A bit of interesting political developments are unfolding in Jordan these past few days.
A Royal committee is proposing to divide the Kingdom into three development regions, each with an elected council, to jump-start decentralisation, enhance public participation in decision-making and ensure more efficiency in local government.
The proposal, submitted to His Majesty King Abdullah 10 days ago, also conceives of a return to fully elected municipal councils, reversing a 2003 decision granting the Council of Ministers the right to appoint the mayor and half the members of each council.
Regions & Their Governates
Yarmouk Region [North]: Ajloun, Mafraq, Jerash and Irbid as its capital
Raghadan Region [Center]: Amman, Balqa, Zarqa and Madaba governorates (excluding the GAM) and Salt as the capital
Muta Region [South]: Maan, Tafileh, Aqaba Special Economic Zone (ASEZ), with Karak as its capital.
This last region is also slated to comprise a Ã¢??Petra regionÃ¢?Â with a special statute, modelled on the ASEZ.
The Committee is made up of a Jordanian politics All-Star team, including: Fayez Tarawneh, Abdur-Ra’uf S. Rawabdeh, Zeid Rifai, Aqel Biltaji, Marwan Hmoud, Awad Khleifat, Rajai Dajani, Nayef Qadi, Hisham Tal and Abdul Hadi Majali, MP Mamdouh Abbadi and Khatib, who is director general of the Jordan River Foundation.
– The Greater Amman Municipality is excluded because it is shared by all Jordanians and is home to the central government.
– This proposal has dispelled rumors of a fourth region encompassing the West Bank
– Municipal councils would be elected under the one-person, one-vote system.
The King has said:
…that the ultimate goal of the reform was to reverse the top-to-bottom approach typical of liberalisation efforts so far: Ã¢??Political development should start at the grassroots level, then move up to decision-making centres, and not vice-versa.Ã¢?Â
He also listed the functions of the proposed regional councils: Ã¢??Affairs related to public facilities, investment priorities, capital expenditures and services, and oversee the performance of official bodies in all areas.Ã¢?Â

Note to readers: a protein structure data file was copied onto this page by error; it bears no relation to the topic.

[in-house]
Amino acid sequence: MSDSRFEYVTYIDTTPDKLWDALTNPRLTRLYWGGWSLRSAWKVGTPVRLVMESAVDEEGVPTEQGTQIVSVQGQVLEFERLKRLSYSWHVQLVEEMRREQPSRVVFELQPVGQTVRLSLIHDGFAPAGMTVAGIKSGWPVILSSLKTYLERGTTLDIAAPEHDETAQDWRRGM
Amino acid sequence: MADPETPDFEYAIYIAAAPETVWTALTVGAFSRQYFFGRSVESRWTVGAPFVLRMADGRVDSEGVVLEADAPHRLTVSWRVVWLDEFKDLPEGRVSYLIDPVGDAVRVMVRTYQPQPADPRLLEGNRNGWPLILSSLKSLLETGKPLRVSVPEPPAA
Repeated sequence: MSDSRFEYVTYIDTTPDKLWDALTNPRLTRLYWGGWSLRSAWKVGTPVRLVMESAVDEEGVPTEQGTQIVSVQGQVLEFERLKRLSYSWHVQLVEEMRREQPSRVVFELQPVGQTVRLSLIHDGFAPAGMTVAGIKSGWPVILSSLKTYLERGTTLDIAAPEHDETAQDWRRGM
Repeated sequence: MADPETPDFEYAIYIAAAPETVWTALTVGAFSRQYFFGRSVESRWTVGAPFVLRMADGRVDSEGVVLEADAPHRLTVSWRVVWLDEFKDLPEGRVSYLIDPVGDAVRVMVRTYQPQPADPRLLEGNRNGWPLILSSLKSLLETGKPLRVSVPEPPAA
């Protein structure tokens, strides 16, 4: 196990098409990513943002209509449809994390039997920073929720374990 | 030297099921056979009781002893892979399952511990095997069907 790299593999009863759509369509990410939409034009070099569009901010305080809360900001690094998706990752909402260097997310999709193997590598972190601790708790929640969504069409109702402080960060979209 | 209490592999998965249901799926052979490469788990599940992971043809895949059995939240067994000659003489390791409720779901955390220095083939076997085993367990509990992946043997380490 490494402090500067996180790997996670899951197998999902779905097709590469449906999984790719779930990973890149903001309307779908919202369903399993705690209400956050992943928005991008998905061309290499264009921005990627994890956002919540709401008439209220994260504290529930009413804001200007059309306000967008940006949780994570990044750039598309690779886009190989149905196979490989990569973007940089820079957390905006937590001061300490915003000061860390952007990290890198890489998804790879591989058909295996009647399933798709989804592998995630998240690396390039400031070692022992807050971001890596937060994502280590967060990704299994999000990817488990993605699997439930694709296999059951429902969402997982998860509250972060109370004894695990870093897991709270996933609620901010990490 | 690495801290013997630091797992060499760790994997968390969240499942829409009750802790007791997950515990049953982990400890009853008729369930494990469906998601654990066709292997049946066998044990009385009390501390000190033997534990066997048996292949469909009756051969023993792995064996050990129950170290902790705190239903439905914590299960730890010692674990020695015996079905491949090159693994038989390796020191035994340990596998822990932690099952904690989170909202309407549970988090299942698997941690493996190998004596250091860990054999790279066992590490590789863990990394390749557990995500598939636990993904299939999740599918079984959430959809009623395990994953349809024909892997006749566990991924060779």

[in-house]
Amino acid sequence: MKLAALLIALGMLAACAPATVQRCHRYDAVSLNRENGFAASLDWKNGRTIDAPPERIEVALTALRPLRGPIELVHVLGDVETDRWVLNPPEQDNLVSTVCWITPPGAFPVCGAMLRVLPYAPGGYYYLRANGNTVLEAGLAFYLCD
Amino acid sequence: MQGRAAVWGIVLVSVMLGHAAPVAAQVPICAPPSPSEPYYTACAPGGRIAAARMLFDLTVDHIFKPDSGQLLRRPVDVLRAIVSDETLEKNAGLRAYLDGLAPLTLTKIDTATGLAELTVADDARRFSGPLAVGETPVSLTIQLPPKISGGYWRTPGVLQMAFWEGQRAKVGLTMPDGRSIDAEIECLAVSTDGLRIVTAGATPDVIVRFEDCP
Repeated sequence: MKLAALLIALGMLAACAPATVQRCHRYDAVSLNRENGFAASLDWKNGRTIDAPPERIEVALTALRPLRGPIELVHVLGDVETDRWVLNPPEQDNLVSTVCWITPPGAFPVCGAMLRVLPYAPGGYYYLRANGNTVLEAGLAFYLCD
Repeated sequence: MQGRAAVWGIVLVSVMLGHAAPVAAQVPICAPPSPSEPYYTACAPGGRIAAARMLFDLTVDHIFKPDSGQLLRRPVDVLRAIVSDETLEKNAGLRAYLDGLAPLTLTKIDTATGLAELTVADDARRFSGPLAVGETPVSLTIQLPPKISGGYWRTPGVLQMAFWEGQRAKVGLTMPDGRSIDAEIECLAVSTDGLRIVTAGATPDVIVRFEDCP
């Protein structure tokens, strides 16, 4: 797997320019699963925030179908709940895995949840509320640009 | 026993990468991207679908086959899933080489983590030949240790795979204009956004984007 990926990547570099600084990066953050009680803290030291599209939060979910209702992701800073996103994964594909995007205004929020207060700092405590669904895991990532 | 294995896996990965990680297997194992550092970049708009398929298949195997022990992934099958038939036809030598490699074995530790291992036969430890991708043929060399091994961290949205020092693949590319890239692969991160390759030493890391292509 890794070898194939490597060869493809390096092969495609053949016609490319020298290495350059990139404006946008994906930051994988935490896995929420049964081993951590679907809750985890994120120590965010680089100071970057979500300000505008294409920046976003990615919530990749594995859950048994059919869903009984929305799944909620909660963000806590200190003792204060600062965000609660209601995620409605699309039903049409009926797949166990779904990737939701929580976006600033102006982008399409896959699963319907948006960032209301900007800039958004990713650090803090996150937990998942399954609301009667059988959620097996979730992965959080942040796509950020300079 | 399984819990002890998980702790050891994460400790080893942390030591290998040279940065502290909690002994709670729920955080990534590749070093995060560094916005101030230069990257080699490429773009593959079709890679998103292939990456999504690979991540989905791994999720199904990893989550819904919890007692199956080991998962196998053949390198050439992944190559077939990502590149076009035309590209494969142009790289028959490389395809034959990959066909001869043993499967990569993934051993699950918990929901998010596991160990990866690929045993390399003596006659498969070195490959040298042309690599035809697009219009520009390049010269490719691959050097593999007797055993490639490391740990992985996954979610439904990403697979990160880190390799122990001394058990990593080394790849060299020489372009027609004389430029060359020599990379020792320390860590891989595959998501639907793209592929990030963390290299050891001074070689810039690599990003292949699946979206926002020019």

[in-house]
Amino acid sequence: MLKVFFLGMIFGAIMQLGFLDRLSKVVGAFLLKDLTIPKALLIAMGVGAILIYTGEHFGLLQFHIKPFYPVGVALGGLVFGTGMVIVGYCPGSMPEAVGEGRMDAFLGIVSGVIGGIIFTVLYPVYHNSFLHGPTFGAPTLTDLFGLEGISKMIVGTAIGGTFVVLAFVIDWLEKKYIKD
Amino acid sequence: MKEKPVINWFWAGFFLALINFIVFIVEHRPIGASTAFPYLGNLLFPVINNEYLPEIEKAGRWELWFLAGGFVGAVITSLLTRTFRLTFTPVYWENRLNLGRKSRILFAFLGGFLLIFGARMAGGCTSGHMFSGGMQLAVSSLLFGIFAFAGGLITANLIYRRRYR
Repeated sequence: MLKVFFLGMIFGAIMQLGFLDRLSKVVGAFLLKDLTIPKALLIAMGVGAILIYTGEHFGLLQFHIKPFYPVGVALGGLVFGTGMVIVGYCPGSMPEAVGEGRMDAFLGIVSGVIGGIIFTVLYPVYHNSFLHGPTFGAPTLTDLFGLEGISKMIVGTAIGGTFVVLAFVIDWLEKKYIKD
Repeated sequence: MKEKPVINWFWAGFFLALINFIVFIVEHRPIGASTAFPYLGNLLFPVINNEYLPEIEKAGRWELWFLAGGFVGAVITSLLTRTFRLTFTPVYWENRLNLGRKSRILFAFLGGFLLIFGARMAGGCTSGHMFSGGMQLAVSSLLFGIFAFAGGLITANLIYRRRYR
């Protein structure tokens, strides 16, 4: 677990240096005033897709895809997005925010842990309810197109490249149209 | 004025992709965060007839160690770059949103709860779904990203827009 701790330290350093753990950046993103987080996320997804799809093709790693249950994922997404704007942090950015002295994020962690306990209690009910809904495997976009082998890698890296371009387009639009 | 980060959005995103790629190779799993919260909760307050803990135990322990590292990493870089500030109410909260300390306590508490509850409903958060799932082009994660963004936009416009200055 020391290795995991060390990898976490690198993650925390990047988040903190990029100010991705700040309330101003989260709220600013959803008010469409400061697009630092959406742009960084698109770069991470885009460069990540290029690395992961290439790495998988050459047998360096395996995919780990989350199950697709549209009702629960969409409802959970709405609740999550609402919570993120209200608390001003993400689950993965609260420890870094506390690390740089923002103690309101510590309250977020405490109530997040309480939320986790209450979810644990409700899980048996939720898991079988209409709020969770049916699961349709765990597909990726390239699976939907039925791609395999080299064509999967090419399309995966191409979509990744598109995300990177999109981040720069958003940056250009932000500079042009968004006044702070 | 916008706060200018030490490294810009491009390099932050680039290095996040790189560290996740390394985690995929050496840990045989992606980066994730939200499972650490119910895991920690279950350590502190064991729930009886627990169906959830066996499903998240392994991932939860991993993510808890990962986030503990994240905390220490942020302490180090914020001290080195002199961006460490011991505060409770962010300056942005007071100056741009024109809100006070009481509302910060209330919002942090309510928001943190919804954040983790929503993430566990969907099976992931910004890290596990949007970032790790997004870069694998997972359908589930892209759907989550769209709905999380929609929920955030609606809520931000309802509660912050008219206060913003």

I have mixed views on this decentralization. On the one hand it is in a sense a sign of political reform and in theory it is designed to help allocate funds and address the specific needs of particular areas instead of having the central government do all of that.
On the other hand when theory comes to practice will we end up having simple a few hundred government officials on a state salary sucking the tanks dry? Will we be inadvertantly increasing oppertunities for a more localized form of corruption as funds are allocated to these areas? While decentralization is a way to restore the neglected areas outside Amman I find myself wondering if this will only lead to a greater degree of neglect as these areas grow disconnected from the central government.
Now in Other Important News…
– The Arab Islamic Democratic (or Du’aa) Party, is in the process of being joined by 5 other smaller centerist parties under its name. The party’s leader Mohammad Abu Bakr has said that this an attempt to leave behind the crisis the political parties have been facing lately and create a model example for other parties to follow suit. He also said a new body for the party will be introduced that includes a new elected leader, delegates, treasurer, and party spokesperson.
I should start keeping score of the number of parties we have.
– Opposition Parties and Professional Associations have said there is no need for new anti-terror laws and that national security is a collective responsibility.
Something tells me this call will fall on deaf ears and these laws will eventually pass and will eventually have a negative impact on these associations and the opposition parties.
Things To Read:
– How Jordan and Arizona became eco-buds?
– Royal Jordanian Airlines has banned citizens of Arab nations from flying to Iraq
– Remember those Iraqi planes that have been living in the airport since 1991? They will be removed in the next two weeks and the $6.5 million dollars of rent money will be forgiven by the government.
On Jordan & Arizona
how interesting!! i never noticed any of the similarities myself …i love Jordan too much to compare to here 😀
after being in AZ for 3 years Jordan’s heat is relatively cool and tolerable …i could walk 10 KM in miday heat in July in Jordan.
samra, lol is the heat that bad?